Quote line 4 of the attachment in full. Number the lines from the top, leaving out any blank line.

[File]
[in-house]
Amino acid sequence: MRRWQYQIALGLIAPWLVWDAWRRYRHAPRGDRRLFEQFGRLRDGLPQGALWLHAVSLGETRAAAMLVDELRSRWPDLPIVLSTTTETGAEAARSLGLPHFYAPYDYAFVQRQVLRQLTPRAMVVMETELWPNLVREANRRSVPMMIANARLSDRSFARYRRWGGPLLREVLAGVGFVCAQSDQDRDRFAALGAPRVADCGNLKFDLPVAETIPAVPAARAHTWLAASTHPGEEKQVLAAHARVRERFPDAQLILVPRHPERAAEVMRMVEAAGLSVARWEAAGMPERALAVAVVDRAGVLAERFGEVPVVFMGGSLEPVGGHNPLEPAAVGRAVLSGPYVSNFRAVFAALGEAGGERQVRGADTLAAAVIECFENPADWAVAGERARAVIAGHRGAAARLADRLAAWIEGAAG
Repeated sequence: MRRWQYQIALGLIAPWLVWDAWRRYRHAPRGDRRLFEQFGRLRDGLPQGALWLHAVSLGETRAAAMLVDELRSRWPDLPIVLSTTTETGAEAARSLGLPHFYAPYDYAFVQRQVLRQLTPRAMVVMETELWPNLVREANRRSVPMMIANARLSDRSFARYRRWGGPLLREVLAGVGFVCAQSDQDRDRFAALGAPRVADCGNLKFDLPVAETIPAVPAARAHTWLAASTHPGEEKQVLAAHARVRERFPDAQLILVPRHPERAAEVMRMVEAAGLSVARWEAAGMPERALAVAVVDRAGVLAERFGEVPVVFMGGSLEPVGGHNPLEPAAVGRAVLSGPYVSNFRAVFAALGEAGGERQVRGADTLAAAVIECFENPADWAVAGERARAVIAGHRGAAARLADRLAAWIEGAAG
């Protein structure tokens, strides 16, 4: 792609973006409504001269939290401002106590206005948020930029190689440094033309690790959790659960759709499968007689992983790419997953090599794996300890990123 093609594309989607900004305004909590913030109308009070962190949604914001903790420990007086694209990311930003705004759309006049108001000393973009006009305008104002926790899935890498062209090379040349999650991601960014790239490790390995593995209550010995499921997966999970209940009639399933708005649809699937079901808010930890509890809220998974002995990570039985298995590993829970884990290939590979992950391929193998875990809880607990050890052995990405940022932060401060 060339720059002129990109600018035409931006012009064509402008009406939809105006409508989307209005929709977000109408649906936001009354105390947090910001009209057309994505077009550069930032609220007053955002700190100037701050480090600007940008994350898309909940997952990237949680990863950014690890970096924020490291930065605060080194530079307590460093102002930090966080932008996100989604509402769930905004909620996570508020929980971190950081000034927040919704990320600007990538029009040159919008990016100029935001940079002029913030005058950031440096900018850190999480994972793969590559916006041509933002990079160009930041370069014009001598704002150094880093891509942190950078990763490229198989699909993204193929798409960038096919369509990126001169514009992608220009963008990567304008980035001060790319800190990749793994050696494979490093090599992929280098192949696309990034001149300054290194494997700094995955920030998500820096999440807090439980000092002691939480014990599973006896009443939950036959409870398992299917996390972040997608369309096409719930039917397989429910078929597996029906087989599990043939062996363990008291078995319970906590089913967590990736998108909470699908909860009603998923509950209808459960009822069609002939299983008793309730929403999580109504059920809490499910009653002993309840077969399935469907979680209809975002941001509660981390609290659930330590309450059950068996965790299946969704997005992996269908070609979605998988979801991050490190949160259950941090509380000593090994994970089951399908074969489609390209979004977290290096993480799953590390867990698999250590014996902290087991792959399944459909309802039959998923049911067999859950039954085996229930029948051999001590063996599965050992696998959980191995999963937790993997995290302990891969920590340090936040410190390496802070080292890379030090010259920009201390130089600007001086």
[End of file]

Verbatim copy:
């Protein structure tokens, strides 16, 4: 792609973006409504001269939290401002106590206005948020930029190689440094033309690790959790659960759709499968007689992983790419997953090599794996300890990123 093609594309989607900004305004909590913030109308009070962190949604914001903790420990007086694209990311930003705004759309006049108001000393973009006009305008104002926790899935890498062209090379040349999650991601960014790239490790390995593995209550010995499921997966999970209940009639399933708005649809699937079901808010930890509890809220998974002995990570039985298995590993829970884990290939590979992950391929193998875990809880607990050890052995990405940022932060401060 060339720059002129990109600018035409931006012009064509402008009406939809105006409508989307209005929709977000109408649906936001009354105390947090910001009209057309994505077009550069930032609220007053955002700190100037701050480090600007940008994350898309909940997952990237949680990863950014690890970096924020490291930065605060080194530079307590460093102002930090966080932008996100989604509402769930905004909620996570508020929980971190950081000034927040919704990320600007990538029009040159919008990016100029935001940079002029913030005058950031440096900018850190999480994972793969590559916006041509933002990079160009930041370069014009001598704002150094880093891509942190950078990763490229198989699909993204193929798409960038096919369509990126001169514009992608220009963008990567304008980035001060790319800190990749793994050696494979490093090599992929280098192949696309990034001149300054290194494997700094995955920030998500820096999440807090439980000092002691939480014990599973006896009443939950036959409870398992299917996390972040997608369309096409719930039917397989429910078929597996029906087989599990043939062996363990008291078995319970906590089913967590990736998108909470699908909860009603998923509950209808459960009822069609002939299983008793309730929403999580109504059920809490499910009653002993309840077969399935469907979680209809975002941001509660981390609290659930330590309450059950068996965790299946969704997005992996269908070609979605998988979801991050490190949160259950941090509380000593090994994970089951399908074969489609390209979004977290290096993480799953590390867990698999250590014996902290087991792959399944459909309802039959998923049911067999859950039954085996229930029948051999001590063996599965050992696998959980191995999963937790993997995290302990891969920590340090936040410190390496802070080292890379030090010259920009201390130089600007001086």